September 20, 2016 By Douglas Bonderud 2 min read

While private and hybrid cloud services have garnered significant attention recently, the public cloud services market isn’t slowing down. As noted by Help Net Security, research firm Gartner predicted 17.2 percent growth this year in this market to reach $208.6 billion, thanks in large part to substantial spending on infrastructure-as-a-service (IaaS) and software-as-a-service (SaaS).

The biggest factor contributing to solid public cloud adoption, however, is solid savings. An organization can save up to 14 percent of its budget by leveraging public cloud offerings. But this adoption doesn’t happen in a vacuum. What does increased public consumption mean for corporate security risk?

Savings and Simplicity Drive Cloud Adoption

So what’s driving the public cloud services market? As noted by InfoWorld, part of the push comes from demand for powerful, high-performance computing (HPC) solutions that just aren’t fiscally or physically possible for companies to build out on-site. Public alternatives, meanwhile, supply both ease of access and significantly lowered costs, providing an easy path for low-risk cloud adoption.

According to ZDNet, line-of-business (LOB) objectives are also well-served by public clouds. For example, public cloud adoption offers companies the ability to innovate using a host of SaaS products rather than developing their own apps in-house.

What’s more, offloading repetitive IT tasks to autonomous cloud services enables IT departments and CISOs to shift from reporting and firefighting to full-on business change, helping to drive improvements in data mining, analytics and customer service.

Living With Security Limitations

In light of these public cloud benefits, it’s easy for companies to gloss over security issues in a rush to match industry momentum. As noted by The National Law Review, however, security concerns remain the top barrier to cloud adoption. Companies are still worried about misuse of employee credentials, hijacked accounts and insecure interfaces or APIs.

These concerns may be justified. Virtualization Review pointed out that since tech advancements such as IPv6 provide publicly addressable IPs to “everything behind the network’s edge,” the kind of edge-driven security public cloud providers offer may be inadequate.

Embracing the Public Cloud Services Market

Security professionals should embrace the public cloud services market for what it offers while acknowledging its limitations. Companies may need to deploy niche security solutions, such as next-generation firewalls or intelligent endpoint protection, while leveraging the secure-by-default mandate of public clouds.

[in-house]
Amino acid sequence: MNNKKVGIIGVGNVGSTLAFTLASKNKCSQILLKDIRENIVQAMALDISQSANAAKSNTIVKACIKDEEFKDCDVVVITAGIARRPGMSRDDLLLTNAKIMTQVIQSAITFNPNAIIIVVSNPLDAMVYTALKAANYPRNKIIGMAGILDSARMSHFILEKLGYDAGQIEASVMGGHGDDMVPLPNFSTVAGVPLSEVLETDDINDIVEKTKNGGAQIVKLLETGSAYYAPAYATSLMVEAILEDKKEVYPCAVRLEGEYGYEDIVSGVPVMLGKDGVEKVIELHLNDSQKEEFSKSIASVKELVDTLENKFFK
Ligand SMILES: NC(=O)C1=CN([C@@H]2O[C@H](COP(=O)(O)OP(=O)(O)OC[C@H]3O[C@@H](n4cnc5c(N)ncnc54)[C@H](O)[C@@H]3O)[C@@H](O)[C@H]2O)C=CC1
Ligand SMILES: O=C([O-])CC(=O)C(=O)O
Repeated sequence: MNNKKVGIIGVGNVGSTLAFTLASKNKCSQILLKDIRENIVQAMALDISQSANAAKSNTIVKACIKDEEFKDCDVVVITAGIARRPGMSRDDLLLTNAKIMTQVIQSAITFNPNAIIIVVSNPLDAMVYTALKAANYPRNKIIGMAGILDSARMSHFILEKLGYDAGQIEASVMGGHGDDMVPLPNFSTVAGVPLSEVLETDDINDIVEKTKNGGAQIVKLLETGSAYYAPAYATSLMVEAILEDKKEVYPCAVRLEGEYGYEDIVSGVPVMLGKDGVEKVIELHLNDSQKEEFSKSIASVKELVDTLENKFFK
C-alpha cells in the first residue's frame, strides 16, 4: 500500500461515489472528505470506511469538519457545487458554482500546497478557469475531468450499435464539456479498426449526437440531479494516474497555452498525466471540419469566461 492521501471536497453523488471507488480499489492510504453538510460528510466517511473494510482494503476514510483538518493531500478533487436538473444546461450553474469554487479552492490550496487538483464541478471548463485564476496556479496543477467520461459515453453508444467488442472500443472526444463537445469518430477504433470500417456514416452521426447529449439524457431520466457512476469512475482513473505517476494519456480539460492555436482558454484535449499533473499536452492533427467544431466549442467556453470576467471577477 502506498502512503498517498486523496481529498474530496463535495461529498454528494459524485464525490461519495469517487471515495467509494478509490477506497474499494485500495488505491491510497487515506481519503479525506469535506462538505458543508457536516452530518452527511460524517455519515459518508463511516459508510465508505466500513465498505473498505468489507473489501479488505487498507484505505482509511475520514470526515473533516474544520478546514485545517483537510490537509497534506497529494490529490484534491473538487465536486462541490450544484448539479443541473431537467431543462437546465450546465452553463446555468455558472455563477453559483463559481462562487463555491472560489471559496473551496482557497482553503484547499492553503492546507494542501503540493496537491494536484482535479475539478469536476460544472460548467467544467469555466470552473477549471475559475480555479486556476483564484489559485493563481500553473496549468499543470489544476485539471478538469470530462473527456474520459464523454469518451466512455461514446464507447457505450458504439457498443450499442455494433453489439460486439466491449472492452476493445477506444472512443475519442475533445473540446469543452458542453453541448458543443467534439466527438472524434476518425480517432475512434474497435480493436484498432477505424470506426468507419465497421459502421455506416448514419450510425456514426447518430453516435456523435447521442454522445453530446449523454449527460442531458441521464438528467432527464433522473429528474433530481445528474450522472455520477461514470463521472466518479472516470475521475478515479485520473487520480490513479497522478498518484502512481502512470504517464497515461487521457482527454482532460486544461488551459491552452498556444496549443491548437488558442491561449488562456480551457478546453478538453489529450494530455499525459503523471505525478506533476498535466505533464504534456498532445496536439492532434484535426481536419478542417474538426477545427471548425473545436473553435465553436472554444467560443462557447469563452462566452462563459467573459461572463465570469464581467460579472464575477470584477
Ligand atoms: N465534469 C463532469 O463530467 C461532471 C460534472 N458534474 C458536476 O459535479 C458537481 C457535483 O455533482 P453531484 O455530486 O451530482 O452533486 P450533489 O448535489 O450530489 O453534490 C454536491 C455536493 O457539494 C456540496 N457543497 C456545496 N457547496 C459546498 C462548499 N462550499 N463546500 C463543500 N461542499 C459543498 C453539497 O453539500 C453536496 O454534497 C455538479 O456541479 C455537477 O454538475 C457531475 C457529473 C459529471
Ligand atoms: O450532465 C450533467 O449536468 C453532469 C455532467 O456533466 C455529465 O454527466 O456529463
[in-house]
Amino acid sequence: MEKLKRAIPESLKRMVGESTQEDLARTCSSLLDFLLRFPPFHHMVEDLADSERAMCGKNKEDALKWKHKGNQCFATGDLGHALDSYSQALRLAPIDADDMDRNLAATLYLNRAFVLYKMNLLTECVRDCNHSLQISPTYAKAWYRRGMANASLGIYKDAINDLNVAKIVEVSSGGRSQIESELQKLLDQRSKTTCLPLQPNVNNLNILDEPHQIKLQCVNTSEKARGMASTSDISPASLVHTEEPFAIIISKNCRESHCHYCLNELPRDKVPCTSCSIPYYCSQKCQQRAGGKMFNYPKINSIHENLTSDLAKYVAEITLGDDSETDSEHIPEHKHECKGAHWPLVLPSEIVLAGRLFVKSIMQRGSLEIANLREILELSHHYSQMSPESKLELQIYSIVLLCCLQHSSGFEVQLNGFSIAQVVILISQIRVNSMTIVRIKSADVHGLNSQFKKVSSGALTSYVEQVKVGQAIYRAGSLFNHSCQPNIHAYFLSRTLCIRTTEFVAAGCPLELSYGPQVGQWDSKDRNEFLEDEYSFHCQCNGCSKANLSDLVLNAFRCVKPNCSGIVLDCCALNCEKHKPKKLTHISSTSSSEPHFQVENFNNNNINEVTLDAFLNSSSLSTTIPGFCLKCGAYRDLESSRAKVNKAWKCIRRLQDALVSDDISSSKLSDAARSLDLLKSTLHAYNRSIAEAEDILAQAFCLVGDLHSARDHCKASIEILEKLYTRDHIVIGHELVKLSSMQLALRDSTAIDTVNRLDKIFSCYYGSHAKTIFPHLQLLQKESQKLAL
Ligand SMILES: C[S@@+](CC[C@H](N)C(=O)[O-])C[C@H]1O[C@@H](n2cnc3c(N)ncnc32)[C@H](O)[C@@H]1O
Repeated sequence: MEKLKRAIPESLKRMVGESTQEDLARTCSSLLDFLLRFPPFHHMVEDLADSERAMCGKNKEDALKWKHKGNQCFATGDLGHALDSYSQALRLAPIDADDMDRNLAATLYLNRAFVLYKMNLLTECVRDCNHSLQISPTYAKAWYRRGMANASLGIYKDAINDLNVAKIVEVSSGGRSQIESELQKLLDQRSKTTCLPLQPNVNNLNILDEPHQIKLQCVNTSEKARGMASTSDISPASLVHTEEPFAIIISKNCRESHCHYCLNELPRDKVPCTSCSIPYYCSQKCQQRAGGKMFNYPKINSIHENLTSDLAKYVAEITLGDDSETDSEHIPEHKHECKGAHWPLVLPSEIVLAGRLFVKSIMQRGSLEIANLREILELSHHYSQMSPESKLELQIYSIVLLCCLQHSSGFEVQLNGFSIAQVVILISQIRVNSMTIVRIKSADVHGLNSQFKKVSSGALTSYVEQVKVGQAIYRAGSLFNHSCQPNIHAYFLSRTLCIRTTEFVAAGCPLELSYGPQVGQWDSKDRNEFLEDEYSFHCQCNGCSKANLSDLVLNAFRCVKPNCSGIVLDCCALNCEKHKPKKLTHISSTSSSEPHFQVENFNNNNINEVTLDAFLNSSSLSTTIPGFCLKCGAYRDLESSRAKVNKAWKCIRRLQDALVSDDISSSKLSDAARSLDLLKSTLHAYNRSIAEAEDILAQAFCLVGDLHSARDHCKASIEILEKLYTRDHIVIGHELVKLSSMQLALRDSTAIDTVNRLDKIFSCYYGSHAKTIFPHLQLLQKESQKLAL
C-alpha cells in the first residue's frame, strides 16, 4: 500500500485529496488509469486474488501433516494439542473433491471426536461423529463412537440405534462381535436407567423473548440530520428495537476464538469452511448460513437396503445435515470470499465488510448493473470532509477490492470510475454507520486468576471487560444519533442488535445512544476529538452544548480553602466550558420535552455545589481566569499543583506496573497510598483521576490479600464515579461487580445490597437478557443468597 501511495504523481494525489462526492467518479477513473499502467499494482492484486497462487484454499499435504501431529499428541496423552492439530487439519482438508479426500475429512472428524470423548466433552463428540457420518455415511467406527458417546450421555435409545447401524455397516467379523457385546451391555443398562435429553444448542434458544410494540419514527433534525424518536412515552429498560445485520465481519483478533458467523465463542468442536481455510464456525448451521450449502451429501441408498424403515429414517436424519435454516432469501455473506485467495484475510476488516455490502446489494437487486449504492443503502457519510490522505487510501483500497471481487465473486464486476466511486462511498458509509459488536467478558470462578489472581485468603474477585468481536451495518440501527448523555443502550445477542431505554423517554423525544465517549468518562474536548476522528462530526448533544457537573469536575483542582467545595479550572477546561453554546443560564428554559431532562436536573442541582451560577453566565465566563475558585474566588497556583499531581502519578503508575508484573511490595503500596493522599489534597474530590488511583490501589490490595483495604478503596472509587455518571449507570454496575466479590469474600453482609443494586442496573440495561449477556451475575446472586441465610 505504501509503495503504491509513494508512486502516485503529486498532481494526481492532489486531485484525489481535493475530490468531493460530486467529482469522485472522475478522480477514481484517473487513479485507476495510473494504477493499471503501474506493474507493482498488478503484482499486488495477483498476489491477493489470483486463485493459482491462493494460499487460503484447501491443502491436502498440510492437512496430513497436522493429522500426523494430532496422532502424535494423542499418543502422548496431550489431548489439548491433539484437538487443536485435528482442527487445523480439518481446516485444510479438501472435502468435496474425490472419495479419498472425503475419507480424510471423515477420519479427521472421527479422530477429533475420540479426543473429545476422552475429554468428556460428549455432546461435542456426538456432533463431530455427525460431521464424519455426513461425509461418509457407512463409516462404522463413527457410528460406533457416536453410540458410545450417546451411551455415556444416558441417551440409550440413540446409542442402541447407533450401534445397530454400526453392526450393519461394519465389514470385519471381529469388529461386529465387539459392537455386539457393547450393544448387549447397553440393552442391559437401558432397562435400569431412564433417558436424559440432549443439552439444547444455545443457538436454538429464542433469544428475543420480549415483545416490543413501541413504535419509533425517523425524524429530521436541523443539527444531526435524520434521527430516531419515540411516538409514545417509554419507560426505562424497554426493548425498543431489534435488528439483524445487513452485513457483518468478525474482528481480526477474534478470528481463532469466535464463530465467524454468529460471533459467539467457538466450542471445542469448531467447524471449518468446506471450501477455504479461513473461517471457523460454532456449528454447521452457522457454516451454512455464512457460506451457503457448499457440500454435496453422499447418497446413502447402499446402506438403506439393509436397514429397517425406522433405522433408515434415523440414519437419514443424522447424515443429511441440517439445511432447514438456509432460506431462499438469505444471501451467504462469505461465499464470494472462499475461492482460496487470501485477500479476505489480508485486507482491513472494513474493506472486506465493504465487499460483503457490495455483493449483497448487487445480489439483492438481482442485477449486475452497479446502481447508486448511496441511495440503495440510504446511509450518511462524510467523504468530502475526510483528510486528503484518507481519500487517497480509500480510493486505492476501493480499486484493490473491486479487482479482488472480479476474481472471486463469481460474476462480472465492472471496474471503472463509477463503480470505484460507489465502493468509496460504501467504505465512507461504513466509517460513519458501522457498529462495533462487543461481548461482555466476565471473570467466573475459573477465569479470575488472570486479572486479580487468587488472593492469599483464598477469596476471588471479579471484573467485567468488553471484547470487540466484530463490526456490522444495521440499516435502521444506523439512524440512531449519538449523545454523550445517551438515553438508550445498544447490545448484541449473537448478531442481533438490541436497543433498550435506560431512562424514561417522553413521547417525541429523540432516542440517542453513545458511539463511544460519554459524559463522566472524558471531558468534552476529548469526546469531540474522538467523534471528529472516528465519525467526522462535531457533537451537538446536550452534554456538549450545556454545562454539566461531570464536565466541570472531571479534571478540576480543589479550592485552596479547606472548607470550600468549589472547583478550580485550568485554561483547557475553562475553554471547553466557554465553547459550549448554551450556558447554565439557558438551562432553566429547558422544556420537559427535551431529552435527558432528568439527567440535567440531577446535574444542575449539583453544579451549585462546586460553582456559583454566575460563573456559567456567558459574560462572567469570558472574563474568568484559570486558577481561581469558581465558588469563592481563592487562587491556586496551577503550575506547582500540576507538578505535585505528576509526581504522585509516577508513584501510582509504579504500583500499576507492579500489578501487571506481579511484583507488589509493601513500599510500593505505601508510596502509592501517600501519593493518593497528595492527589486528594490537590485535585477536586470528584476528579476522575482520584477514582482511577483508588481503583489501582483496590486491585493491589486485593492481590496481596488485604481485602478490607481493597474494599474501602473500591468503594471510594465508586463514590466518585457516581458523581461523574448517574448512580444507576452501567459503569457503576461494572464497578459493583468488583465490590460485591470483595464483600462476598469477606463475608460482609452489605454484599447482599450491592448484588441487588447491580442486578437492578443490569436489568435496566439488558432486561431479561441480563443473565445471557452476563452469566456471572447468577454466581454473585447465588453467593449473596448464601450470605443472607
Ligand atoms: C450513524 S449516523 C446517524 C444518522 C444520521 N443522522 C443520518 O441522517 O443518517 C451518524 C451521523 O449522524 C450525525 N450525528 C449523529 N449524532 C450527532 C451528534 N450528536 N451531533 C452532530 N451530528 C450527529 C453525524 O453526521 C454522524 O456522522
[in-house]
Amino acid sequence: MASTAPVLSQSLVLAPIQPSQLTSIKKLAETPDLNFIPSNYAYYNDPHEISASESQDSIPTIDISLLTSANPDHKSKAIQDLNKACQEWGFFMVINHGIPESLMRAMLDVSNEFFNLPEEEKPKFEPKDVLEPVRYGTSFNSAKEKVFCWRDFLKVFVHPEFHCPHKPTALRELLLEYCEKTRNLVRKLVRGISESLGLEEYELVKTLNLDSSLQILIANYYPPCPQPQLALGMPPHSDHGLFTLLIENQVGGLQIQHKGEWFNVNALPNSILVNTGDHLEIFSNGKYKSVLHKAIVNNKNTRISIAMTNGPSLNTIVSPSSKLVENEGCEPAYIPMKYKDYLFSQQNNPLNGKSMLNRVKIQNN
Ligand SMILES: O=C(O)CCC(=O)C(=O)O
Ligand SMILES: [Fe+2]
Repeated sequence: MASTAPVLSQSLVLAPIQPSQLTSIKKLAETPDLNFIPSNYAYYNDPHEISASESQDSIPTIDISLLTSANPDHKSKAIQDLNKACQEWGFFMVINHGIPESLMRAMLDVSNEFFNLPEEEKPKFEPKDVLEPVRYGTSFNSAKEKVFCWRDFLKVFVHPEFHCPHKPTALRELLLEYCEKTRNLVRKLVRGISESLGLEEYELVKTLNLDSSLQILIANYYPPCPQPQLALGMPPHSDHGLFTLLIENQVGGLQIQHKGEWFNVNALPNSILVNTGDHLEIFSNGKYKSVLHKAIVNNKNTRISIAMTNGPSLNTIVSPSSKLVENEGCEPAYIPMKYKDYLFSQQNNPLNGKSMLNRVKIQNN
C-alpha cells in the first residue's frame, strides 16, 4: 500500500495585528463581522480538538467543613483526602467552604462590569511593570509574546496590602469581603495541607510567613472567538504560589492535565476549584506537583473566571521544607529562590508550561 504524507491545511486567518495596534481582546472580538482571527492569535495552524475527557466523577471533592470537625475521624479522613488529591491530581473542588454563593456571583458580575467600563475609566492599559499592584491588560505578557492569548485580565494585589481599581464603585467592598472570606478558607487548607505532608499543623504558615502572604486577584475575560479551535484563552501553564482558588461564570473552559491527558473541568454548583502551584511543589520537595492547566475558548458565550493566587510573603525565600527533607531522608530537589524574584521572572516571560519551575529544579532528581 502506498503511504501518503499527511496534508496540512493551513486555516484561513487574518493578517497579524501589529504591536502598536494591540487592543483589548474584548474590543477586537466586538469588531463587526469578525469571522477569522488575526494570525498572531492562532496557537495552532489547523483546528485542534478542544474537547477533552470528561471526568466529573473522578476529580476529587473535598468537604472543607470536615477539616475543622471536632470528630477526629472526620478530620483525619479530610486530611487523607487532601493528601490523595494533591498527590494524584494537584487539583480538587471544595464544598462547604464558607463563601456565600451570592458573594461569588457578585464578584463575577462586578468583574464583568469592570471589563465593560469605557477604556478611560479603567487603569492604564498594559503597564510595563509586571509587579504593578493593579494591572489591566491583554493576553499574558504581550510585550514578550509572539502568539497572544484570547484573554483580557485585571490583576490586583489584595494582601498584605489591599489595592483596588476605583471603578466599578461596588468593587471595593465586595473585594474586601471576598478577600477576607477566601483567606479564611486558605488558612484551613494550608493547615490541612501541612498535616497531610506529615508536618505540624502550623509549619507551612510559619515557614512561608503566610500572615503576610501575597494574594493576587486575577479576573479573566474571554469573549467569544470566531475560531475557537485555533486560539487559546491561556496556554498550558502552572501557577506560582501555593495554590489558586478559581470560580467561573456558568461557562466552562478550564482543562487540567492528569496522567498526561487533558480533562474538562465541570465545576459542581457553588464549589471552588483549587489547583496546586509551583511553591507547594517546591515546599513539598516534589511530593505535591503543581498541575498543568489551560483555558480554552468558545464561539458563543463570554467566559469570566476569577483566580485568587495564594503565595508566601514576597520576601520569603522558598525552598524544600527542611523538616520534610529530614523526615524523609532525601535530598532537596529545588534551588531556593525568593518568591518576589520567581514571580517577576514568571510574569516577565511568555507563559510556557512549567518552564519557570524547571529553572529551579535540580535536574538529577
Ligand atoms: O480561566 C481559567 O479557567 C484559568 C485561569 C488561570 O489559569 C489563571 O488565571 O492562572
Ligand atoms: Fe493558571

However, by embracing the ideal qualities of public clouds — notably, software delivery and resource scaling — it’s possible to provide local IT professionals the breathing room they need to address large-scale security issues that emerge as a result of cloud adoption.

In other words, going public is a big-picture effort. Automation and access provide the foundation for an improved IT focus on companywide security.

More from

Working in the security clearance world: How security clearances impact jobs

2 min read - We recently published an article about the importance of security clearances for roles across various sectors, particularly those associated with national security and defense.But obtaining a clearance is only part of the journey. Maintaining and potentially expanding your clearance over time requires continued diligence and adherence to stringent guidelines.This brief explainer discusses the duration of security clearances, the recurring processes involved in maintaining them and possibilities for expansion, as well as the economic benefits of these credentialed positions.Duration of security…

White House cements CISA’s role as national coordinator for cybersecurity

2 min read - In 2013, the Obama Administration rolled out "The Presidential Policy Directive (PPD) on Critical Infrastructure Security and Resilience", a forerunner to the Cybersecurity and Infrastructure Security Agency (CISA), created "to strengthen and maintain secure, functioning and resilient critical infrastructure."The directive was groundbreaking in 2013, noting the importance of the rising risk of cyberattacks against critical infrastructure. But as cyber risks are constantly shifting, every cybersecurity program needs to be re-evaluated, and CISA is no exception. That’s why, in April 2024, President…

How a new wave of deepfake-driven cybercrime targets businesses

5 min read - As deepfake attacks on businesses dominate news headlines, detection experts are gathering valuable insights into how these attacks came into being and the vulnerabilities they exploit.Between 2023 and 2024, frequent phishing and social engineering campaigns led to account hijacking and theft of assets and data, identity theft, and reputational damage to businesses across industries.Call centers of major banks and financial institutions are now overwhelmed by an onslaught of deepfake calls using voice cloning technology in efforts to break into customer…

Topic updates

Get email updates and stay ahead of the latest threats to the security landscape, thought leadership and research.
Subscribe today